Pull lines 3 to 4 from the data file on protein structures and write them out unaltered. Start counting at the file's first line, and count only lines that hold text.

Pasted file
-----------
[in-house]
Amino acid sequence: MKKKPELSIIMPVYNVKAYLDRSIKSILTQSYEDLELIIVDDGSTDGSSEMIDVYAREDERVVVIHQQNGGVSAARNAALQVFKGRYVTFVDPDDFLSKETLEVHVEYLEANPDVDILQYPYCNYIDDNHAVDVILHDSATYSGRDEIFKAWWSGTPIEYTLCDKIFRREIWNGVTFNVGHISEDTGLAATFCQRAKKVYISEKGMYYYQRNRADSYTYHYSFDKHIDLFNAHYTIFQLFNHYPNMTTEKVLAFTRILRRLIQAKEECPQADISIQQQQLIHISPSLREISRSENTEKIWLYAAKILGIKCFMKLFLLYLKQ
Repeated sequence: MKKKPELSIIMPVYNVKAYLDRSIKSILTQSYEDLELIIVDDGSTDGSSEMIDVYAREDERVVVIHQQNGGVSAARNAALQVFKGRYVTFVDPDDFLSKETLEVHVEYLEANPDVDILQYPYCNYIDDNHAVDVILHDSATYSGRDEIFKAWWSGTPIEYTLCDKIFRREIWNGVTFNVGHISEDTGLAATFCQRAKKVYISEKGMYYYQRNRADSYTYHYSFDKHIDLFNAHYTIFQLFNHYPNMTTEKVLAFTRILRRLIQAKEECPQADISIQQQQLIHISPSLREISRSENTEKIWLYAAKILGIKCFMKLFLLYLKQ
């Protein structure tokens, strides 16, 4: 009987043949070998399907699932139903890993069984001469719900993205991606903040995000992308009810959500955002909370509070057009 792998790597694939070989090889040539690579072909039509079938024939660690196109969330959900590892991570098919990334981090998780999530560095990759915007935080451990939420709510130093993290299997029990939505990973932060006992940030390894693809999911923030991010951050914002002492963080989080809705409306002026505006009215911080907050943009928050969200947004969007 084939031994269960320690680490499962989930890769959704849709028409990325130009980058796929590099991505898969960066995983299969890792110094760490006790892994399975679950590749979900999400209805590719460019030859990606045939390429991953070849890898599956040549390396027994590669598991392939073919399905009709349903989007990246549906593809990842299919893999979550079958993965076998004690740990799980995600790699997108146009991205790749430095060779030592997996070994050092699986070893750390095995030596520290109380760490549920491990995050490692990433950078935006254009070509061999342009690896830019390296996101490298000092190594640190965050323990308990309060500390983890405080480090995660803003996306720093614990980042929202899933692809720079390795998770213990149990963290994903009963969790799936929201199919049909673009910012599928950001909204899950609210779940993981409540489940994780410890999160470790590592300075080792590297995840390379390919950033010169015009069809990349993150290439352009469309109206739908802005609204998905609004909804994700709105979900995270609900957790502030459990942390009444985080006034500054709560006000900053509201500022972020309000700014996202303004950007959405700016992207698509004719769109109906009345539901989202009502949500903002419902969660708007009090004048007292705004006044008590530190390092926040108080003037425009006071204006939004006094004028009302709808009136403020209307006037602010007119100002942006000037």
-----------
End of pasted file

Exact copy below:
Repeated sequence: MKKKPELSIIMPVYNVKAYLDRSIKSILTQSYEDLELIIVDDGSTDGSSEMIDVYAREDERVVVIHQQNGGVSAARNAALQVFKGRYVTFVDPDDFLSKETLEVHVEYLEANPDVDILQYPYCNYIDDNHAVDVILHDSATYSGRDEIFKAWWSGTPIEYTLCDKIFRREIWNGVTFNVGHISEDTGLAATFCQRAKKVYISEKGMYYYQRNRADSYTYHYSFDKHIDLFNAHYTIFQLFNHYPNMTTEKVLAFTRILRRLIQAKEECPQADISIQQQQLIHISPSLREISRSENTEKIWLYAAKILGIKCFMKLFLLYLKQ
């Protein structure tokens, strides 16, 4: 009987043949070998399907699932139903890993069984001469719900993205991606903040995000992308009810959500955002909370509070057009 792998790597694939070989090889040539690579072909039509079938024939660690196109969330959900590892991570098919990334981090998780999530560095990759915007935080451990939420709510130093993290299997029990939505990973932060006992940030390894693809999911923030991010951050914002002492963080989080809705409306002026505006009215911080907050943009928050969200947004969007 084939031994269960320690680490499962989930890769959704849709028409990325130009980058796929590099991505898969960066995983299969890792110094760490006790892994399975679950590749979900999400209805590719460019030859990606045939390429991953070849890898599956040549390396027994590669598991392939073919399905009709349903989007990246549906593809990842299919893999979550079958993965076998004690740990799980995600790699997108146009991205790749430095060779030592997996070994050092699986070893750390095995030596520290109380760490549920491990995050490692990433950078935006254009070509061999342009690896830019390296996101490298000092190594640190965050323990308990309060500390983890405080480090995660803003996306720093614990980042929202899933692809720079390795998770213990149990963290994903009963969790799936929201199919049909673009910012599928950001909204899950609210779940993981409540489940994780410890999160470790590592300075080792590297995840390379390919950033010169015009069809990349993150290439352009469309109206739908802005609204998905609004909804994700709105979900995270609900957790502030459990942390009444985080006034500054709560006000900053509201500022972020309000700014996202303004950007959405700016992207698509004719769109109906009345539901989202009502949500903002419902969660708007009090004048007292705004006044008590530190390092926040108080003037425009006071204006939004006094004028009302709808009136403020209307006037602010007119100002942006000037």